- Not all side effects emerge in short-term studies done by manufacturers
- Researchers combed through a year of search history from 6 million users
- Study found previously unreported interaction between two common drugs
Researchers looking for previously undiscovered drug side effects are turning to web searches for answers.
When drugs are approved by the Food and Drug Administration
, they are vetted for potential side effects, and drug makers are required to divulge these on their products' labels. But not all side effects emerge in the short term studies that manufacturers conduct, so many only come to light when hundreds of thousands, and even millions of people start using a medication.
And what better way, a group of researchers from the Stanford University School of Medicine and Microsoft Research decided, to suss out some of these unexpected side effects than to turn to where people are most likely to report, share and ask about them -- the internet.
The researchers combed through a year of web search history from 6 million Internet user volunteers. Using automated tools, the scientists were able to to mine anonymous data from 82 million drug-symptom and condition searches made by the participants who agreed to let the users install a Microsoft plug-in to monitor their history.
The team was rewarded with a previously unreported interaction between two commonly prescribed drugs — paroxetine (Paxil), an anti-depressant, and pravastatin (Pravachol), a statin that lowers cholesterol.
About 5% of the people who searched for paroxetine also searched for a descriptor of hyperglycemia, or high blood sugar, which can trigger symptoms of blurry vision and dehydration. Less than 4% of people searching for pravastatin also searched for hyperglycemia symptoms.
However, among those who searched for both drugs -- which suggested they were taking both -- 10% typed in hyperglycemia-related searches. That hinted that users of both medications were experiencing a drug-drug interaction that previous studies had not identified, since drug approvals don't include exhaustive studies of every potential combination of drugs that patients may take.
But the web searches could serve as an early harbinger of potential problems when certain drugs are combined, as well as reveal new side effects of individual medications that did not emerge during drug development.
While the FDA currently tracks this information, as part of its Adverse Event Reporting System, the system relies on voluntary reports from doctors, pharmacists, patients and drug companies, and these reports often lag behind initial reports which in many cases need immediate medical attention.
(After mining reports sent in to the FDA, the study authors discovered hyperglycemia was a side effect of the joint use of paroxetine and pravastatin, confirming their search-based findings.)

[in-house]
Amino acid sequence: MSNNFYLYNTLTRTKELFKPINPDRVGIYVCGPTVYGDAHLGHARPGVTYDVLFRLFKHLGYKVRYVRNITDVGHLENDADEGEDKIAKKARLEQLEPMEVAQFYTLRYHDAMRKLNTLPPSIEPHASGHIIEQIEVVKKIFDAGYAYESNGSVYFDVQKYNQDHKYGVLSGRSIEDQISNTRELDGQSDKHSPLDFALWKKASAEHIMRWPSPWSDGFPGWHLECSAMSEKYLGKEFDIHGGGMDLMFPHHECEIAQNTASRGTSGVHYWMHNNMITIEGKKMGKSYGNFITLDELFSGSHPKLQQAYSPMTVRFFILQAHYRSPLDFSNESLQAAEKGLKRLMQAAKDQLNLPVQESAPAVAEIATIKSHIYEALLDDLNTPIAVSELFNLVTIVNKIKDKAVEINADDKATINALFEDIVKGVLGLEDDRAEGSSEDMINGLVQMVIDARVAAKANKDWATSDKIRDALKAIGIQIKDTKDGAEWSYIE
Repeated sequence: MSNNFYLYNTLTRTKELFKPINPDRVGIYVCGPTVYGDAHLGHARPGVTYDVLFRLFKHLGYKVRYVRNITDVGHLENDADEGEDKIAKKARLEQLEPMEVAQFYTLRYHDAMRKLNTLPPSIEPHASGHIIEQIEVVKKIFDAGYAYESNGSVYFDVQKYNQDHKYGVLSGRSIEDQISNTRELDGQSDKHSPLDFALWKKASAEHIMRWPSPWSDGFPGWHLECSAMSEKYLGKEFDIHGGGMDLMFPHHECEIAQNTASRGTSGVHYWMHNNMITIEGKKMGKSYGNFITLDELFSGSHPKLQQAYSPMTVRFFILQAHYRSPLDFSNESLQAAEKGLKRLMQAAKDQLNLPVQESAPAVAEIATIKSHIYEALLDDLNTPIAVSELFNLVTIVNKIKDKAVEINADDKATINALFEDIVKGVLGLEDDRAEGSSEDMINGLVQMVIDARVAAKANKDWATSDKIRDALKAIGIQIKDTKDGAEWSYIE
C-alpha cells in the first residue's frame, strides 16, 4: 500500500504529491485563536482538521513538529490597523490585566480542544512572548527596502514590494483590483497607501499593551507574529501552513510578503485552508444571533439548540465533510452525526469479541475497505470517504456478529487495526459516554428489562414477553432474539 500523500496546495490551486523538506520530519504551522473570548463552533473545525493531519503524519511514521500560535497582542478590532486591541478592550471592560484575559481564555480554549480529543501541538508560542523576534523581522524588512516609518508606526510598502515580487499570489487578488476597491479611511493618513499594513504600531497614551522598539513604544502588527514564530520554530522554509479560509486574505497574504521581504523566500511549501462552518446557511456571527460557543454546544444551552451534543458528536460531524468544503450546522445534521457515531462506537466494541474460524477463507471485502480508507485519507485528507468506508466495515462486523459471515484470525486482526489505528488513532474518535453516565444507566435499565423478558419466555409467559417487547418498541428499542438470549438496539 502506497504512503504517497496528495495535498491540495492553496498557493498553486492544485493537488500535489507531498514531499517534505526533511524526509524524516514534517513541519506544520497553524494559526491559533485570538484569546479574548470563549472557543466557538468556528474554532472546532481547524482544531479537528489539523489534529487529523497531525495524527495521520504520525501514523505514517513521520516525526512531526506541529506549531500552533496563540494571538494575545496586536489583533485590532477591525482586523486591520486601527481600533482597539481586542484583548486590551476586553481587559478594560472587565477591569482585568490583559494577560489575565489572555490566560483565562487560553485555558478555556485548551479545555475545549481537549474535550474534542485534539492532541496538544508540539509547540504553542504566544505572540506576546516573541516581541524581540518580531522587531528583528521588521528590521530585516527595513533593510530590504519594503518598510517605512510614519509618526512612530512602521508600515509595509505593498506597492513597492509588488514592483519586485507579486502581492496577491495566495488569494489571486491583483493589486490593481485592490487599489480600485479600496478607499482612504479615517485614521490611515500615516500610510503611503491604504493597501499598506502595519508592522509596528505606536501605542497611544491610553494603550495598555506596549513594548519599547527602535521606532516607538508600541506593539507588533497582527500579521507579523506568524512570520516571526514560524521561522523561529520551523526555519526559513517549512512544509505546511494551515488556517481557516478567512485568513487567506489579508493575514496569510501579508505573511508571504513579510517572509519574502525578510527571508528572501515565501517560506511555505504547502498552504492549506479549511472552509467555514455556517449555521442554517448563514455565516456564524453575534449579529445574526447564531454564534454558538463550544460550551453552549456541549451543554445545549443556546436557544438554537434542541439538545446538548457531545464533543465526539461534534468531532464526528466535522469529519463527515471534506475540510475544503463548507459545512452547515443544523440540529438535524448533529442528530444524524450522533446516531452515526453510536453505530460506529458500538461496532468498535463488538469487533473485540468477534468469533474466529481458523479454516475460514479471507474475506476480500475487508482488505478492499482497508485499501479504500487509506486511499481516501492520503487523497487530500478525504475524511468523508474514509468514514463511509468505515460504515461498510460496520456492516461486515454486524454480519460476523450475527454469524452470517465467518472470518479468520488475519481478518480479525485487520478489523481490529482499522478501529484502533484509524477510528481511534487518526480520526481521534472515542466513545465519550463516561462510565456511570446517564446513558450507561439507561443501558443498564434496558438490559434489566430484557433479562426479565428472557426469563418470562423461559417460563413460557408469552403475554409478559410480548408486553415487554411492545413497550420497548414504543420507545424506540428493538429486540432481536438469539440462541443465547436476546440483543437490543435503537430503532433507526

To further validate their results, the research team also studied searchers surrounding 31 drug interactions known to cause hyperglycemia, and 31 safe drug interactions. They did find more hyperglycemia-related searches for people using the drugs known to cause problems, but also a high rate of hyperglycemia searches among patients using drugs with no known related side effects.
The scientists believe that in order to decrease the amount of false-positive results, they need to combine data from other sources such as social media, medical records and patient support forums.
The idea of exploiting the vast amount of information embedded in internet searches has already been used in improve flu tracking.
The Centers for Disease Control and Prevention has created a FluView Influenza-Like Illness Activity app that shows geographic flu-like activity and trends based on information reported to the agency from health care providers. Google Flu Trends uses search terms the search engine has determined to be indicators of flu activity, such as fever, influenza and flu, and aggregates that search data to estimate flu activity by state.
Similarly, the healthcare product company Help Remedies launched it's lighthearted Facebook app called "Help I Have The Flu," which scans through users' Facebook accounts to identify which of their friends is most likely to give them the flu.
TIME covered the app
during the peak of flu-season:
"The app looks for friends' comments and statuses relating to flu activity, like 'coughing' and 'sneezing' and even tracks trends such as late night posts, since lack of sleep is considered a risk factor for getting sick. The result? A list of risky individuals from whom you can steer clear. Or, perhaps just as important, blame if you come down with a bug. After all, nothing is more comforting than being empowered to point fingers."
Of course, the scientists acknowledge that an individual's search data doesn't always reflect an accurate picture. A person may search symptoms based on a news story they read or because a family member is having issues with their medications.
Still, the authors write that they see "a potential public health beneﬁt in listening to such signals, and integrating them with other sources of information."
Like the traditional canary in the coal mine, these indicators could be the first signs of potentially harmful side effects or drug interactions that could be avoided if detected sooner rather than later.
The study is published in the Journal of American Medical Informatics Association.
This story was originally published on TIME.com